Duck, cover, hold: What to do in case of an earthquake

by Kathlyn dela Cruz,

Posted at Jul 11 2014 08:47 PM | Updated as of Jul 30 2015 02:17 AM

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MANILA - Do you know how to protect yourself in case of an earthquake?

According to rescue doctor Ted Esguerra, it is very important that you already prepare yourselves ahead since earthquakes occur without any warning.

"Tingnan natin yung mga struktura na pwedeng bumagsak tulad ng shelves," he said in an interview with ABS-CBN's "Red Alert."

He said you can also prepare by holding earthquake drills inside your home and dividing tasks among your family members.

"Kailangan may mga drill. Pati yung ano ang magiging trabaho ng bawat isa pag lumindol. Alamin niyo kung saan kayo tatakbo at saan kayo magkikita-kita pagkatapos," he said.

Each family should also have an emergency bag, which contains the following items: water, food, transistor radio, flashlight, clothes, whistle, ID, important documents, and first aid kit.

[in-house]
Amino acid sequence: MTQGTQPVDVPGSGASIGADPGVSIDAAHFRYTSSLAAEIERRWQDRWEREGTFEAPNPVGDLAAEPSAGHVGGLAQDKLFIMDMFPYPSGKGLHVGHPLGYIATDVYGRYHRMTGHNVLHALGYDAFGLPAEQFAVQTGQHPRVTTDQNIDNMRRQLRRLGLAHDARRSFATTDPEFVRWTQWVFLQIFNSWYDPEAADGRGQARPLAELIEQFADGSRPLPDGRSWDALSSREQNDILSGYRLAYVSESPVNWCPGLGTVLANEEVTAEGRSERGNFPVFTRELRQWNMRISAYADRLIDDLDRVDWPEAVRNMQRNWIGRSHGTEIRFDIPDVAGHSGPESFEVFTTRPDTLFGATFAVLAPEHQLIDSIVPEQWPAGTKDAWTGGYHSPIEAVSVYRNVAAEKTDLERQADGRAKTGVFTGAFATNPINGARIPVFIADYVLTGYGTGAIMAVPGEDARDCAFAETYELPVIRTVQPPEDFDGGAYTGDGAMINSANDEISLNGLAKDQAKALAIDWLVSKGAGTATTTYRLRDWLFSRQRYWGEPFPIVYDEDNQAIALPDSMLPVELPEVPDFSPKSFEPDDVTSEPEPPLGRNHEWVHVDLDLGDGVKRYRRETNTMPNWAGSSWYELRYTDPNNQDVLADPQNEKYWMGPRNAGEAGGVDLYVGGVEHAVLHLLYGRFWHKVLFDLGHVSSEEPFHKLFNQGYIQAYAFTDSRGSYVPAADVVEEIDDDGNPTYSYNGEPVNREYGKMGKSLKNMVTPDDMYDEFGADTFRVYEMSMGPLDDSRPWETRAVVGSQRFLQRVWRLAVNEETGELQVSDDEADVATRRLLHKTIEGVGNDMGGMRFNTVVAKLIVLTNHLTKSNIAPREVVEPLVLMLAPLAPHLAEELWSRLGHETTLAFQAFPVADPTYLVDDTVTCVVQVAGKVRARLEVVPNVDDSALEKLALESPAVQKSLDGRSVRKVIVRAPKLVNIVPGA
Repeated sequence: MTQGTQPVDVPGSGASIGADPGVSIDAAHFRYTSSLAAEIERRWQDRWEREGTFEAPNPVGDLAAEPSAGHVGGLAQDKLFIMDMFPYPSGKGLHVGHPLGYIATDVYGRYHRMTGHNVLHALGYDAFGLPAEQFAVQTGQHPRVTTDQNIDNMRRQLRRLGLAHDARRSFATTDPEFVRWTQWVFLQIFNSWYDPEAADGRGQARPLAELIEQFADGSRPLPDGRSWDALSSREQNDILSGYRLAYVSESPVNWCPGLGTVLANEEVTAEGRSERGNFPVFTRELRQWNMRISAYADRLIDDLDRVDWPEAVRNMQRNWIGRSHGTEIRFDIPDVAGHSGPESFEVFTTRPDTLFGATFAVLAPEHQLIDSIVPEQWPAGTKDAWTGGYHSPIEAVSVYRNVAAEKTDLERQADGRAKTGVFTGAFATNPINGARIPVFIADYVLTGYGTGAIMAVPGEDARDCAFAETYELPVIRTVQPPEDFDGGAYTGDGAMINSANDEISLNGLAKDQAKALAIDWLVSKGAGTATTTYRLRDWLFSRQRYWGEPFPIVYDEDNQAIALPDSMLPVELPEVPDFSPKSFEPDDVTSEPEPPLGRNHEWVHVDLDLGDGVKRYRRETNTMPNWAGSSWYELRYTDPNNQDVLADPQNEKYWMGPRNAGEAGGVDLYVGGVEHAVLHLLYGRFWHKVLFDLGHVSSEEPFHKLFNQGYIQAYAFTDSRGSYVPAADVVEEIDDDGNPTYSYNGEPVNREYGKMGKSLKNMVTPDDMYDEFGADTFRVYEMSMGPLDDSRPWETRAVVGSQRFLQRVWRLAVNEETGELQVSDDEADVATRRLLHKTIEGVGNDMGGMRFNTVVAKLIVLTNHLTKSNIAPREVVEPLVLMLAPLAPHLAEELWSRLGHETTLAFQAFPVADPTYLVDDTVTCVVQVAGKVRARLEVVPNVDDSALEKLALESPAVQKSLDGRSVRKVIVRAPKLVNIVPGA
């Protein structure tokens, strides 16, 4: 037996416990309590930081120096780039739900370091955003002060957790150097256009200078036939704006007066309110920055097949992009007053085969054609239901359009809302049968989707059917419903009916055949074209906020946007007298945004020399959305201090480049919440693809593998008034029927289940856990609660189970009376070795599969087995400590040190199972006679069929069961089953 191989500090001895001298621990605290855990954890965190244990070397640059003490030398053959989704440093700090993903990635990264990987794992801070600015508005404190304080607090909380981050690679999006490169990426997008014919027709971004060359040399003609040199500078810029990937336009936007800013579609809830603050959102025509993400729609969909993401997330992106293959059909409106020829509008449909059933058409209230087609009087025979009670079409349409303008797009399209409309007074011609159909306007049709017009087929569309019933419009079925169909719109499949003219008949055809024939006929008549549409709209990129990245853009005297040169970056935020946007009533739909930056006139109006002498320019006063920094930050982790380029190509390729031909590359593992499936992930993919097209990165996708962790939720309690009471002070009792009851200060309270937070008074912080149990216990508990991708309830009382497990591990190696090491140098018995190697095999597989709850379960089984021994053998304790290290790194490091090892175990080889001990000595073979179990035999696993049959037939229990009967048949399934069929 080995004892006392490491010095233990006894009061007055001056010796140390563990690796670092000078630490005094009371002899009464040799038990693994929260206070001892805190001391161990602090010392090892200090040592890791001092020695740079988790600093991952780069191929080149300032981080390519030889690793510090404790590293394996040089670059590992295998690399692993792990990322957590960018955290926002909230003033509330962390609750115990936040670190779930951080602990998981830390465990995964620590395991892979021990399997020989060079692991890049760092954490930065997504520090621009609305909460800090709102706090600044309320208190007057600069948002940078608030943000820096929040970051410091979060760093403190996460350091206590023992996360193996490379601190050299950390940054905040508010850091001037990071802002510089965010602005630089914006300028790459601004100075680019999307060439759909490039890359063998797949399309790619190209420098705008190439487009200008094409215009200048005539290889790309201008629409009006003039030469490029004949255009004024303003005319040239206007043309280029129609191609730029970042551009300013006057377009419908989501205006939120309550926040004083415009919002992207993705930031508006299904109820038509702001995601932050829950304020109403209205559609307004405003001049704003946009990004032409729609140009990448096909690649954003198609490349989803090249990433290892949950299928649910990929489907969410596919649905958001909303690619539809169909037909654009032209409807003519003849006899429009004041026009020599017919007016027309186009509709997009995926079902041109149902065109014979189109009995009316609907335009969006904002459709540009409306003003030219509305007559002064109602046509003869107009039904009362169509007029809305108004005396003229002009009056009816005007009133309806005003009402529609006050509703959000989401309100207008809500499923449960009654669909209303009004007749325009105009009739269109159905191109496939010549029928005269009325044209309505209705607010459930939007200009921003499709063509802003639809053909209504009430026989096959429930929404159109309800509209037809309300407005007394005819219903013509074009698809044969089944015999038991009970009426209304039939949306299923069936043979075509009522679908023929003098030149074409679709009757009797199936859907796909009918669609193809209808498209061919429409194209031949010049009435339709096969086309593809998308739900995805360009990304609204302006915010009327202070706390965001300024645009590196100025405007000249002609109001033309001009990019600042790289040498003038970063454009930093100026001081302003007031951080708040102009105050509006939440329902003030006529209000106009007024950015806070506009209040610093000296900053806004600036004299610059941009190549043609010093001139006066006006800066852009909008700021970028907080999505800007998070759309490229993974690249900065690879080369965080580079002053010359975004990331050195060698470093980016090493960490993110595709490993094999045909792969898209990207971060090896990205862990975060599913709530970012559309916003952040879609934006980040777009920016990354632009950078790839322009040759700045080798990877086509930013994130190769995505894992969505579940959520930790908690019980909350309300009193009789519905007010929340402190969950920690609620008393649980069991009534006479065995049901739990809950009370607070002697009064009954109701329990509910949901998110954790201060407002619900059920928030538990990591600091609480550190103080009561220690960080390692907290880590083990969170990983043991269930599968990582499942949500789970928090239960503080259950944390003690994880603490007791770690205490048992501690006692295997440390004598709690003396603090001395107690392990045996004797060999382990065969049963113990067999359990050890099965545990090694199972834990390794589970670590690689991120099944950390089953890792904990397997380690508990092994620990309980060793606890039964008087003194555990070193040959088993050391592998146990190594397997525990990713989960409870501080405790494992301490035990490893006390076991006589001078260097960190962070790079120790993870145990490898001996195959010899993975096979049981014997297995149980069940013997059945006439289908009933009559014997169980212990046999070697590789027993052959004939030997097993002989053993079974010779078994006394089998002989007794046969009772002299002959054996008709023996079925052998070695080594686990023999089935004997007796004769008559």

When the shaking starts and you are indoors, Esguerra said you should follow these three steps: duck, cover and hold.

Duck or drop down to the floor, take cover under a sturdy table or other furniture, and hold on to its posts.

But never close your eyes, Esguerra said, so that you will still be aware of what is happening around you.

If there are no tables available where you can take cover, Esguerra suggested that you seek cover against a stable and structurally sound wall.

"At pag namatay na lahat ng ilaw, yung wall ang magiging guide niyo kasi may window at may door," he said.


When the shaking ends, that is the time you can evacuate, according to Ryan Castañeda of the Metropolitan Manila Development Authority (MMDA) Public Safety Office.

"Kapag tumigil na yung paggalaw, tingnan natin sarili natin. Meron ba tayong pinsala, may sugat ba tayo? Kapag wala tayong sugat, hangga't maaari, agad lumikas. Kasi ang aftershocks, pwedeng sumunod agad yan," he said.

When already in an open area, stay away from buildings and power lines, and continue protecting your head by covering it with your hands.

"Hindi naman lahat nakikita natin habang nag-eevacuate tayo. May mga bagay na pwedeng na-damage dulot ng pagyanig na pwedeng mahulog sa atin," Castañeda explained.

Esguerra also shared some tips on what to do when you see someone injured in the aftermath of a quake.

"Pag nadaganan ng mabigat na bagay, alamin mo muna kung masakit ang iyong ulo o leeg. Pag lalong na-injure yan, baka maparalisado pa."

He said you should also talk to the victim and try to make him or her calm.

"Yung sense na there's someone beside you," Esguerra said.